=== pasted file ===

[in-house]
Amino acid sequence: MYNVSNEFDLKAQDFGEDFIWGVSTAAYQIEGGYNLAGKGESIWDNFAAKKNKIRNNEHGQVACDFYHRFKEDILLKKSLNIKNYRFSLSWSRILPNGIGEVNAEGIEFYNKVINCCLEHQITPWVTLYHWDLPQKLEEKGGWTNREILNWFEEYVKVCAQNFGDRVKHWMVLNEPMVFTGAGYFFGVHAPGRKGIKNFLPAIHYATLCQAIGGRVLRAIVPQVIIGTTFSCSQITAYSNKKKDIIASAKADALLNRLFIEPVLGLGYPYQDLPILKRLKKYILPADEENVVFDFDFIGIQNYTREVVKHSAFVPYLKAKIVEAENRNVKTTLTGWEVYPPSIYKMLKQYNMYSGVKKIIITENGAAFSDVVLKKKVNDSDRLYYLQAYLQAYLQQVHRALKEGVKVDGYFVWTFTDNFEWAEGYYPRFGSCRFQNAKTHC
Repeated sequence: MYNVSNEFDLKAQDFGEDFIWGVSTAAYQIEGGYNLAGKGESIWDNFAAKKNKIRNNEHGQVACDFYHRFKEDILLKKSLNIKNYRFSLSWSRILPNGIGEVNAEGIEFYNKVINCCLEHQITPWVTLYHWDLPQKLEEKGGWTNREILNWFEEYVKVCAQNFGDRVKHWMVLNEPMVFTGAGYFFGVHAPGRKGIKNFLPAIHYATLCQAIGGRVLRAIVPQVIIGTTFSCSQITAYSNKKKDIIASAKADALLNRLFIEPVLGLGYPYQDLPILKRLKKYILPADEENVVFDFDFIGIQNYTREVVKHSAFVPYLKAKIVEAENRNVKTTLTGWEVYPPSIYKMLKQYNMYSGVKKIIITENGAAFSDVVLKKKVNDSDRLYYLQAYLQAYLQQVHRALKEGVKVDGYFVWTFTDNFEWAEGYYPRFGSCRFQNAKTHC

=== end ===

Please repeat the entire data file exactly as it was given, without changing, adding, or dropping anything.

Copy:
[in-house]
Amino acid sequence: MYNVSNEFDLKAQDFGEDFIWGVSTAAYQIEGGYNLAGKGESIWDNFAAKKNKIRNNEHGQVACDFYHRFKEDILLKKSLNIKNYRFSLSWSRILPNGIGEVNAEGIEFYNKVINCCLEHQITPWVTLYHWDLPQKLEEKGGWTNREILNWFEEYVKVCAQNFGDRVKHWMVLNEPMVFTGAGYFFGVHAPGRKGIKNFLPAIHYATLCQAIGGRVLRAIVPQVIIGTTFSCSQITAYSNKKKDIIASAKADALLNRLFIEPVLGLGYPYQDLPILKRLKKYILPADEENVVFDFDFIGIQNYTREVVKHSAFVPYLKAKIVEAENRNVKTTLTGWEVYPPSIYKMLKQYNMYSGVKKIIITENGAAFSDVVLKKKVNDSDRLYYLQAYLQAYLQQVHRALKEGVKVDGYFVWTFTDNFEWAEGYYPRFGSCRFQNAKTHC
Repeated sequence: MYNVSNEFDLKAQDFGEDFIWGVSTAAYQIEGGYNLAGKGESIWDNFAAKKNKIRNNEHGQVACDFYHRFKEDILLKKSLNIKNYRFSLSWSRILPNGIGEVNAEGIEFYNKVINCCLEHQITPWVTLYHWDLPQKLEEKGGWTNREILNWFEEYVKVCAQNFGDRVKHWMVLNEPMVFTGAGYFFGVHAPGRKGIKNFLPAIHYATLCQAIGGRVLRAIVPQVIIGTTFSCSQITAYSNKKKDIIASAKADALLNRLFIEPVLGLGYPYQDLPILKRLKKYILPADEENVVFDFDFIGIQNYTREVVKHSAFVPYLKAKIVEAENRNVKTTLTGWEVYPPSIYKMLKQYNMYSGVKKIIITENGAAFSDVVLKKKVNDSDRLYYLQAYLQAYLQQVHRALKEGVKVDGYFVWTFTDNFEWAEGYYPRFGSCRFQNAKTHC